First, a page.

A Plain in Eastern Germany –
5 March 1944
SOMEWHERE IN EASTERN Germany, my grandfather Askild is running across an open plain. The Germans are after him, and he has lost one of his shoes; it’s freezing. The half moon casts a pale glow over the landscape, transforming it into a ploughed field with frozen soldiers partly buried in mud. Less than three hours ago my grandfather said goodbye to his friend Herman Hemning. By running in opposite directions, they were trying to trick their pursuers into focusing on only one of the two tracks. My father has not yet been born. My grandmother Bjørk, who had arrived too late at the prison in Oslo and therefore never got to say goodbye, is not yet married to Grandpa Askild. Officially they’re not even engaged. So my whole existence is hanging by a thread.
Askild pulls out pieces of bone that have been rubbed with rat poison and scatters them on the ground. A minute passes, two minutes. He stops to catch his breath before running again. Right now it’s essential to get going, Askild Eriksson, because those could be bloodhounds howling in the distance. Or maybe that sound is the Katarina blowing its horn in the morning fog outside Bergen: a memory that pops up of its own accord, threatening to knock his legs out from under him. Or it could also be his deaf ear, which has given him a sixth sense, now that the entire Eriksson lineage is at risk. Run, damn it, run! But Askild doesn’t budge. With the rat poison and the bone fragments and the ship Katarina all around him, he is struck by this lightning flash of memory.
It doesn’t look good. Grandpa Askild is standing paralysed on a German plain. Grandma Bjørk is in Norway, malnourished, with bleeding gums and a guilty conscience. The shipyard, which has been in her family’s possession ever since her grandfather arrived in Bergen as a young man from Nordland, has gone bellyup. His seven freighters have been sunk by the Germans, the patrician family home has been sold, and Great-grandfather Thorsten is lying in bed, paralysed after a stroke, while his daughter Bjørk has to work at the Holst clothing shop, her bleeding gums dripping on to the fabric. ‘The German torpedoes have sunk us all,’ says Grandma Bjørk.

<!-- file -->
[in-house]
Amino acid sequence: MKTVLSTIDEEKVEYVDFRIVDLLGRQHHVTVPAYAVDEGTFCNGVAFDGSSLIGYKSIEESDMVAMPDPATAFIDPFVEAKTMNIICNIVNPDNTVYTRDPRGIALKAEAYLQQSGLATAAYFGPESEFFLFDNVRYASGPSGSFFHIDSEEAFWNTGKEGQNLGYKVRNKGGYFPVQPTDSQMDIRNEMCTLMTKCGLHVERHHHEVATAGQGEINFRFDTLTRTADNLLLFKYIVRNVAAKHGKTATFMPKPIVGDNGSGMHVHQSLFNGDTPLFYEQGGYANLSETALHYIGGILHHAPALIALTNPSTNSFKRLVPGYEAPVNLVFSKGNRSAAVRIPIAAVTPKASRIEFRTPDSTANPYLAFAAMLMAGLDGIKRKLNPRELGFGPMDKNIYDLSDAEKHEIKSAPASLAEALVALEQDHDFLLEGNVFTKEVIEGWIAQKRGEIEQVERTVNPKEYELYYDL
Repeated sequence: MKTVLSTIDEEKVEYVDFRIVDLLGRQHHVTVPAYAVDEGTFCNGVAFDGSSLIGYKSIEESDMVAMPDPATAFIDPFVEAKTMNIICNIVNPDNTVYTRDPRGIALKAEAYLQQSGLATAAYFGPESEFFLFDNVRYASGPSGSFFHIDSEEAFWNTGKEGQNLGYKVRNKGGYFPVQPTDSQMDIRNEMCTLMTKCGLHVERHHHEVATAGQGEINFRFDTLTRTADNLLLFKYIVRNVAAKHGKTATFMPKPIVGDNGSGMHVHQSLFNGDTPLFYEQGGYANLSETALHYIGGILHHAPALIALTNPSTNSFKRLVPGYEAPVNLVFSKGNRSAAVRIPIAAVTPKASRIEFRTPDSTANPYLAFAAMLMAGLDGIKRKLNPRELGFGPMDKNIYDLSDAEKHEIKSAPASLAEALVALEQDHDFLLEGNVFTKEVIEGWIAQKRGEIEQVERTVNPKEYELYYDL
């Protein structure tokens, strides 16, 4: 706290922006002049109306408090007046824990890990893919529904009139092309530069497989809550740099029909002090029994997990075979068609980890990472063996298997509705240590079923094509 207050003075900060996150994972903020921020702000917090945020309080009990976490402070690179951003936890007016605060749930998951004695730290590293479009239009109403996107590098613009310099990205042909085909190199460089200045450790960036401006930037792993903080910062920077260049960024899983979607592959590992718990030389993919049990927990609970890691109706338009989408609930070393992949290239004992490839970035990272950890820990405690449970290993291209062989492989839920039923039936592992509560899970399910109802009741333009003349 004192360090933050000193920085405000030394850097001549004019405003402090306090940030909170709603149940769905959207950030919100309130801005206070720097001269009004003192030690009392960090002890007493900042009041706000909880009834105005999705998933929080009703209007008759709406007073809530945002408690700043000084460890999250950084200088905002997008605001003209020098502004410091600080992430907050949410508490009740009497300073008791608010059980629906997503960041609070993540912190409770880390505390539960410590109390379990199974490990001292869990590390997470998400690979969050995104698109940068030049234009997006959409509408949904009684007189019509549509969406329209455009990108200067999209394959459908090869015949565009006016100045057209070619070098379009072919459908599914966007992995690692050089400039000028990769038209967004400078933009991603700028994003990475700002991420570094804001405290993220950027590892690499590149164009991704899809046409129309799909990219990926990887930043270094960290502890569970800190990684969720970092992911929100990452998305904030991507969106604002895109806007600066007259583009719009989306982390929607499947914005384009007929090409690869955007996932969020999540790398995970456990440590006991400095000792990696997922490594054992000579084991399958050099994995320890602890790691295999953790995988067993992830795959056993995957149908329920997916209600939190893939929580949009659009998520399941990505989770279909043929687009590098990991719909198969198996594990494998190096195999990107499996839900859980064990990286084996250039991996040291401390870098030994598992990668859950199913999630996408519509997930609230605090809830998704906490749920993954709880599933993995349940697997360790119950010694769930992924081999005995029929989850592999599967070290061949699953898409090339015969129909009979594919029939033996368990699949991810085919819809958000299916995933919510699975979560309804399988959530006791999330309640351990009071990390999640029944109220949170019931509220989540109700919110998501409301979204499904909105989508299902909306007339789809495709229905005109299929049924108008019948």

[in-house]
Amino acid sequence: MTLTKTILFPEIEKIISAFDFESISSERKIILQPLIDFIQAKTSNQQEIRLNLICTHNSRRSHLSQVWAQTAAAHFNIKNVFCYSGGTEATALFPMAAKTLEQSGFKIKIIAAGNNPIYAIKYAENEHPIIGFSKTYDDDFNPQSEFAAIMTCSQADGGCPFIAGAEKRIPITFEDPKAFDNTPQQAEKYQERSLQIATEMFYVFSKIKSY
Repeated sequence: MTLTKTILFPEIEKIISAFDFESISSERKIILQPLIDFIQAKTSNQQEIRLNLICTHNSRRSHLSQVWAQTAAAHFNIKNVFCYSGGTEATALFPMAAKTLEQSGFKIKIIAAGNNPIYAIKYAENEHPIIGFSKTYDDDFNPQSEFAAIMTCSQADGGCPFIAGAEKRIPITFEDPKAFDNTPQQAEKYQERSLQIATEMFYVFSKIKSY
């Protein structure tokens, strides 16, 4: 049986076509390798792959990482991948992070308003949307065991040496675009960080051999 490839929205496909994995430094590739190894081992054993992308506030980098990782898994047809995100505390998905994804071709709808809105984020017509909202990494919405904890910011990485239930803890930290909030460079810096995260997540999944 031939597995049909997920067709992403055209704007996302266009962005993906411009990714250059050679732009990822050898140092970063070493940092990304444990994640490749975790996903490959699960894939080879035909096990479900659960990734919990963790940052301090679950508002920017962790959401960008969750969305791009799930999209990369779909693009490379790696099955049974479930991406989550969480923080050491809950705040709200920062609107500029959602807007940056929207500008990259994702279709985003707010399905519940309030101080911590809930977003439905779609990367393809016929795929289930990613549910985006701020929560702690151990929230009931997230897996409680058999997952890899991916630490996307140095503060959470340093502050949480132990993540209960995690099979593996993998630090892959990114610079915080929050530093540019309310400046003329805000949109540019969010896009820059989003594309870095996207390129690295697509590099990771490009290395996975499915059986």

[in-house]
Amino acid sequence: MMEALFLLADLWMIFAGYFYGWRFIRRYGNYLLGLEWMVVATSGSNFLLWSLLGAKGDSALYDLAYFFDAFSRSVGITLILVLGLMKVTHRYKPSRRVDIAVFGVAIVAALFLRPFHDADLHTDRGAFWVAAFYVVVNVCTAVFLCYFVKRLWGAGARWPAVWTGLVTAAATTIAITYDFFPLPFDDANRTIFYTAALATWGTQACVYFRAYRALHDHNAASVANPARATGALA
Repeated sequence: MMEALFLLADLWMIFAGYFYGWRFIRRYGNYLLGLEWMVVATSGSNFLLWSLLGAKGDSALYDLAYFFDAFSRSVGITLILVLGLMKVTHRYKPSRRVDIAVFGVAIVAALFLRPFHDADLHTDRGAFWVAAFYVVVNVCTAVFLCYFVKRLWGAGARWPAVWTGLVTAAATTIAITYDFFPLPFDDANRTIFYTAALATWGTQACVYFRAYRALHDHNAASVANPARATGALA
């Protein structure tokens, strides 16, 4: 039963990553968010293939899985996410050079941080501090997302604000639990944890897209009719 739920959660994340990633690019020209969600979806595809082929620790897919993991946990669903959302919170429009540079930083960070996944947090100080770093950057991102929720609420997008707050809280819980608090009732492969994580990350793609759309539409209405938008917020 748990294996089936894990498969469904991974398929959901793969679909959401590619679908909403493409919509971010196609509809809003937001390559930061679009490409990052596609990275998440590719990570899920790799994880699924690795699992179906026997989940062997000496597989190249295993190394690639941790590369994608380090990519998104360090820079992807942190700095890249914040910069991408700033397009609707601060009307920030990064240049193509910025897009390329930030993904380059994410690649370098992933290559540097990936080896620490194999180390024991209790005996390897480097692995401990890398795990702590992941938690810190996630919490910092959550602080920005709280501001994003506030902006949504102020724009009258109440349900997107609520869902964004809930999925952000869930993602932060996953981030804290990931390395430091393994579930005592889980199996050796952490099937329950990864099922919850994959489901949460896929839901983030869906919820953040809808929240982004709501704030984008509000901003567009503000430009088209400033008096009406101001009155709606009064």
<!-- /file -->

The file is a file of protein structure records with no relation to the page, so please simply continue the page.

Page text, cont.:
Now Askild wakes up. Those are bloodhounds howling.
A thought races through his mind: Herman will get away. The dogs have determined the fates of both men by focusing on Askild’s tracks. He looks down and catches sight of a hole in hissock, where his big toe is sticking out. It’s blue and filthy and looks like a little trapped fish. Askild has been in Sachsenhausen concentration camp for almost a year, and he refuses to go back there under any circumstances. It’s Sunday, 5 March 1944. The time is eight minutes to two in the morning, and a gigantic NO grows in Grandpa’s stomach and explodes out into his body, which finally – at long last – starts running down a slope. He stumbles, gets up, stumbles and gets up again.
The bloodhounds are howling. In the distance shots can be heard.
The NO echoes inside Grandpa. NO to the Germans and the bloodhounds. NO to Sachsenhausen’s nightmarish winters. And that’s how Askild runs, in a trance, in desperation, with a resounding NO inside his body.
Askild was insulted, and Bjørk had to use all her powers of persuasion to get him to come to my christening. Her daughter, on the other hand, needed no persuading. By six in the morning on that Sunday, Anne Katrine was already at the door, dressed in her very best. She was supposed to carry the child to the baptismal font, and she hadn’t slept all night because she was going to be God’s mother, as she insisted on saying.
Excerpted from Doghead by Morten Ramsland. Copyright © 2009 by Morten Ramsland. Excerpted by permission of Thomas Dunne Books, a division of St Martins Press, Inc. All rights reserved. No part of this excerpt may be reproduced or reprinted without permission in writing from the publisher.
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No Man's Land
by Simon Tolkien
Inspired by the experiences of his grandfather, J. R. R. Tolkien, during World War I.
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